The centerpiece of this installment of Twin Peaks reacquaints us with Harry Dean Stanton as Carl Rodd, manager of the Fat Trout trailer park from Fire Walk With Me. Mark Frost’s Secret History of Twin Peaks revealed that Rodd vanished into the woods for a brief period as a child, along with his classmate, Margaret Lanterman. This suggestion that he was blessed with the same cosmic awareness as the Log Lady comes to fruition here, as he witnesses the death of a young boy mowed down in a hit-and-run by a coked-out Richard Horne. An awed Rodd watches what appears to be the child’s soul leaving his body, before moving in to comfort the anguished mother. It’s a sequence that does little to move any plot threads forward, but is rich with Lynchian observation of strangers colliding in tragedy.
The sixth part of Twin Peaks’s return is beautifully emblematic of what’s always been the show’s strength. It’s hard to pinpoint much forward momentum in any of its intersecting story threads, yet this hour felt like an emotional rollercoaster. We got a dash of sweet nostalgia at the Double R with loveable waitress Heidi and her distinctive titter, heart-wrenching tragedy in the senseless death of a child, the offbeat humor of “Ike the Spike” mourning his bent icepick, and the vicious shock of the murder that caused the damage in the first place. All the while, David Lynch taunts us by drawing out Cooper’s comatose entrapment in the life of Dougie Jones to what he surely knows is an unbearable length.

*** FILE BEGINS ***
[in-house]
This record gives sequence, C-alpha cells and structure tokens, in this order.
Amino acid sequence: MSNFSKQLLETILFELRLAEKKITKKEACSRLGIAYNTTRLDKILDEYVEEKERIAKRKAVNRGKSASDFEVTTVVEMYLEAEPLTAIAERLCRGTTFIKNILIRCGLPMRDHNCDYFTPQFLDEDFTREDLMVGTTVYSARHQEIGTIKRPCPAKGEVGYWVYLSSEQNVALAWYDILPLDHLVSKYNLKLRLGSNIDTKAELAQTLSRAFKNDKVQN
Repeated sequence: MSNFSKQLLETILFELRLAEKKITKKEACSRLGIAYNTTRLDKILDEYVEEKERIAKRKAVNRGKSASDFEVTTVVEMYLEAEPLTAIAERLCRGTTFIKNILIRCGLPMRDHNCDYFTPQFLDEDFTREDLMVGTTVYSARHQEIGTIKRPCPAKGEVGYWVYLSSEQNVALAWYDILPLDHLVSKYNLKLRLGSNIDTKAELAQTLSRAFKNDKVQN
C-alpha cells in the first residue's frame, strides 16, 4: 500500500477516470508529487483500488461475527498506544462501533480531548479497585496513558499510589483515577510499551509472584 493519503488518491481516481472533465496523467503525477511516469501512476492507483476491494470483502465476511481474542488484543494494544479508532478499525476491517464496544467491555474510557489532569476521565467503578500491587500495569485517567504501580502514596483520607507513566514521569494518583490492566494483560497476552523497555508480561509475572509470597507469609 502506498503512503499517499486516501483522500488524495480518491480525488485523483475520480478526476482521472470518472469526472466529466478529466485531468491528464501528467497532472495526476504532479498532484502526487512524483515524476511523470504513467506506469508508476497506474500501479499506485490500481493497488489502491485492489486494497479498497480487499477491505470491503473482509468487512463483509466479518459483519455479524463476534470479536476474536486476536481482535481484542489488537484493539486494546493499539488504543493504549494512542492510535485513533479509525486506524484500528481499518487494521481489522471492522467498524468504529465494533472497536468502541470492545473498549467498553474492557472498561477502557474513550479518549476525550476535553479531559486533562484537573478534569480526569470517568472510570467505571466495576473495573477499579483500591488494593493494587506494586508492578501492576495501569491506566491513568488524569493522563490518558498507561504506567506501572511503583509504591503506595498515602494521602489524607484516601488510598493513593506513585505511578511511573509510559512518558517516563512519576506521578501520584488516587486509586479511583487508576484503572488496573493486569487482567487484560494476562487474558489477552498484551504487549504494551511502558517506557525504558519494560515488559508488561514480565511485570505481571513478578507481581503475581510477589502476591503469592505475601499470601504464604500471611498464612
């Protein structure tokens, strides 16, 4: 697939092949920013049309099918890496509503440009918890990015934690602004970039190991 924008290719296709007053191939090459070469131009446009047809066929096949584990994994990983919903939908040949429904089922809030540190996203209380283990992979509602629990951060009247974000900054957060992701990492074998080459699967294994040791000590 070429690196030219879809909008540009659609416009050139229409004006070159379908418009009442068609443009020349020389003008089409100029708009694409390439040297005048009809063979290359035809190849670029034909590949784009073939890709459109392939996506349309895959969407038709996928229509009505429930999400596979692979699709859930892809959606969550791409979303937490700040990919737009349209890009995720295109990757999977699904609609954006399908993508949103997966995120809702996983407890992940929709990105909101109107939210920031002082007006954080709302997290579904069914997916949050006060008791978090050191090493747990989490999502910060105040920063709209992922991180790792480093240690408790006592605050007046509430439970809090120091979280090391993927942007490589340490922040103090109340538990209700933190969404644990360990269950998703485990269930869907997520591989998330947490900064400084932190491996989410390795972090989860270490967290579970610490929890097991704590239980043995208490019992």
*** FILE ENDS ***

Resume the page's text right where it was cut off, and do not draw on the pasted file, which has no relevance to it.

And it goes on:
Stepping back from the details, we see the themes of this eighteen-hour piece beginning to crystalize as its first third draws to a close. The horrors of war creep into its corners, with a friend of Carl Rodd’s bemoaning his wife’s injury in military service (a high point in the series: Harry Dean Stanton grumbling, “Fucking government.”), and we learn that Frank and Doris Truman had a veteran son who committed suicide. Coins, present in the show since Cooper wandered into the Silver Mustang, quietly flood the screen here, in the form of Hawk’s guiding nickel, Red’s disappearing dime, and the paperweight on the desk of Dougie’s boss. When Janey-E furiously identifies her family as “part of the ninety-nine percent” and compares the interest rate demanded by Dougie’s creditorsto the meager one she receives from her bank, it’s impossible to ignore that the evil of America’s financial systems is the unspoken sinister force behind the darkness of Twin Peaks.
And, even as the story’s wheels seem to spin in futility, intriguing new questions lure us toward the next installment. From which Horne is the irredeemable Richard descended? Are those pages from Laura Palmer’s diary that Hawk just found? What does Dougie’s boss see in his seemingly inscrutable work? And what is Diane like? It’s a question as old as Twin Peaks itself, one that Lynch and Frost have just assured us they’re going to answer.
But, not yet.